My approach is similar to Neubrander’s in that methyl-B12 therapy is implemented for at least five weeks without any other changes to a child’s medication, dietary or supplement program. This scenario usually works out well, as obtaining the above listed test results and then scheduling a follow-up laboratory review with the child’s parents can take three to five weeks. The methyl-B12 injections appear to give the most consistent results (14). Other forms of methyl-B12 are available, such as nasal, oral. or sublingual, but overall response is mixed. Methyl-B12 injections are available only by prescription, but pre-filled insulin syringes are available for ease of administration by either practitioner or parent. For most cases, the parent dispenses the injections every 72 hours basis to begin. The injection is given subcutaneously in the outer upper quadrant of the buttocks, and is virtually painless. Lidocaine cream may be applied to numb the injection site if necessary. For more specifics about this important therapy, reference material from Dr. Neubrander is at and from my resource center’s website, at

What is the Bottom Line?

Once you have obtained a child’s test results, you can implement a more detailed treatment program based on the patient’s needs – whether nutritional supplements, dietary intervention such as gluten-, dairy-, and soy-free diets, anti-fungal or anti-bacterial treatment, or specific therapy for Borrelia infection if detected. Prioritizing therapeutic implementation is tricky. In my experience with ASD, if parents have begun methyl-B12 therapy, my next step would be dietary and nutritional supplementation support. Improving digestive function by eradicating or reducing bacteria and yeast overgrowth is also important for long-term success. Once these therapies are in place and you are confident that the child is being supported nutritionally, more direct therapy can be implemented against Borrelia or co-infections, as well as other compounding issues such as heavy metal toxicity, viral loads, etc. At times, all of this will be hard work and requires persistence, consistency. and dedication on your part as a practitioner, along with the help of each parent to overcome the complex health challenges for their ASD child(ren). In the end, the rewards can be gratifying and the outcomes are sometimes miraculous.

The medical issues of many children with an autism-spectrum disorder are an ever-evolving conundrum for physicians and parents. The same can be said for patients dealing with the ravages of Lyme’s Disease. Organizations and physicians unwilling to open their minds to the reality of the health challenges of these patients are already worthless in their ability to help. For those of us left in the battle, we must continue searching for new clues and better ways of implementing what we know works, as well as other potential therapies that may benefit our patients.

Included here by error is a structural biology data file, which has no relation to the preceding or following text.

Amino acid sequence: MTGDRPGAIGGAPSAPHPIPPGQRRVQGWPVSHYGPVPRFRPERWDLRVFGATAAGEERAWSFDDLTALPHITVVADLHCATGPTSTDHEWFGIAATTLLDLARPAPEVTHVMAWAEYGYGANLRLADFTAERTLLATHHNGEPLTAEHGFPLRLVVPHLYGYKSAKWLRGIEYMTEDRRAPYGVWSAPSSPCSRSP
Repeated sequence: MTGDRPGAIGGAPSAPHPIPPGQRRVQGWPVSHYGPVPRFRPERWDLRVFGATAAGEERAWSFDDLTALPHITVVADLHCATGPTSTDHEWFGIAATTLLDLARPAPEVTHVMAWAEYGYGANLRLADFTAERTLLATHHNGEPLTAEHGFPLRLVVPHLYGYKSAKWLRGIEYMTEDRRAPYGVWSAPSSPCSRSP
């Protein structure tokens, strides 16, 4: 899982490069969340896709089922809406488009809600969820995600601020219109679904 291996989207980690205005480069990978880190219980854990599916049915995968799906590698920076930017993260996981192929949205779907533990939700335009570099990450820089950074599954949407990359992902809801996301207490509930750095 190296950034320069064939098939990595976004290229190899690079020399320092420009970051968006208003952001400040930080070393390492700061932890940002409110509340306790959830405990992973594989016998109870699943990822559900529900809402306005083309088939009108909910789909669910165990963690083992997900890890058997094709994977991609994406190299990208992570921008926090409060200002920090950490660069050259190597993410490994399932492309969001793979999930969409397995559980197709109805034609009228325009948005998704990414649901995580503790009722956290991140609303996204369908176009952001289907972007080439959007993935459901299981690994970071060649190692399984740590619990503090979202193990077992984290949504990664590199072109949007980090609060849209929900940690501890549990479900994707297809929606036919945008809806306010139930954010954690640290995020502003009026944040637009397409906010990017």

My approach is just an example of how to deal with the health complexities of children with autism and other related disorders. Whether or not Borrelia plays a role with a particular child with ASD, a thorough biomedical approach is warranted and extremely helpful for many of these children.


  1. Susan J. Landers. Lyme disease debate provokes treatment divide, legal action. AMNews staff. Dec. 25, 2006.
  2. American College of Physicians. Guidelines for laboratory evaluation in the diagnosis of Lyme’s disease. Ann Intern Med. 1997.
  3. Vodjani A, Pangborn JB et al. Infections, toxic chemicals and dietary peptides binding to lymphocyte receptors and tissue enzymes are major instigators of autoimmunity in autism Int. J. Immunopath and Pharmacol 16 no.3 (2003) 189–199.
  4. Knivsberg AM, Reichelt KL, Nodland M. Reports on dietary intervention in autistic disorders. Nutr Neurosci. 2001;4(1):25-37.
  5. Reichelt KL and Kvisbery A-M. Why diet is useful in some autistic children: results so far. Presentation at DAN! Portland Conference, 2003: DAN! Fall 2003 Syllabus 91–99.
  6. Warren RP et al. Deficiency of suppressor-inducer (CD4+CD45RA+) T cells in autism. Immunol Invest. 1990 Jun;19(3):245–51.
  7. Singh VK, Jensen RL. Elevated levels of measles antibodies in children with autism. Pediatr Neurol. 2003 28(4):292–4.
  8. Tabaqchil S. Abnormal intestinal flora: metabolic and clinical consequences. Gastroenterol Jpn.1984 Aug;19(4):351–62.
  9. James SJ, Cutler P, Melnyk S, Jernigan S, Janak L, Gaylor DW, Neubrander JA. Metabolic biomarkers of increased oxidative stress and impaired methylation capacity in children with autism. Am J Clin Nutr. 2004 Dec;80(6):1611–7.
  10. Bernard S, Enayati A, Redwood L, Roger H, Binstock T. Autism: a novel form of mercury poisoning. Med Hypothesis. 2001 Apr;56(4):462–71.
  11. Lyme Induced Autism Foundation (LIAF) – Think Tank presentations. San Diego, CA. Jan 26-27, 2007.
  12. Walsh WJ et al. Metallothioein and Autism. Pfeiffer Treatment Center, Naperville IL (Oct.2001) 5.
  13. Chemical Injury and Disorders of Porphyrin Metabolism (
  14. Myth, Masterpiece or Miracle? James Neubrander, M.D. (
  15. Molecular Aspects of Thimerosal-induced Autism. Richard Deth, Ph.D. Northeaster University
  16. James J, Cutler P, Neubrander J, et al. Metabolic biomarkers of increased oxidative stress and impaired methylation capacity in children with autism. Am J Clin Nutr. 2004;80:1611–7.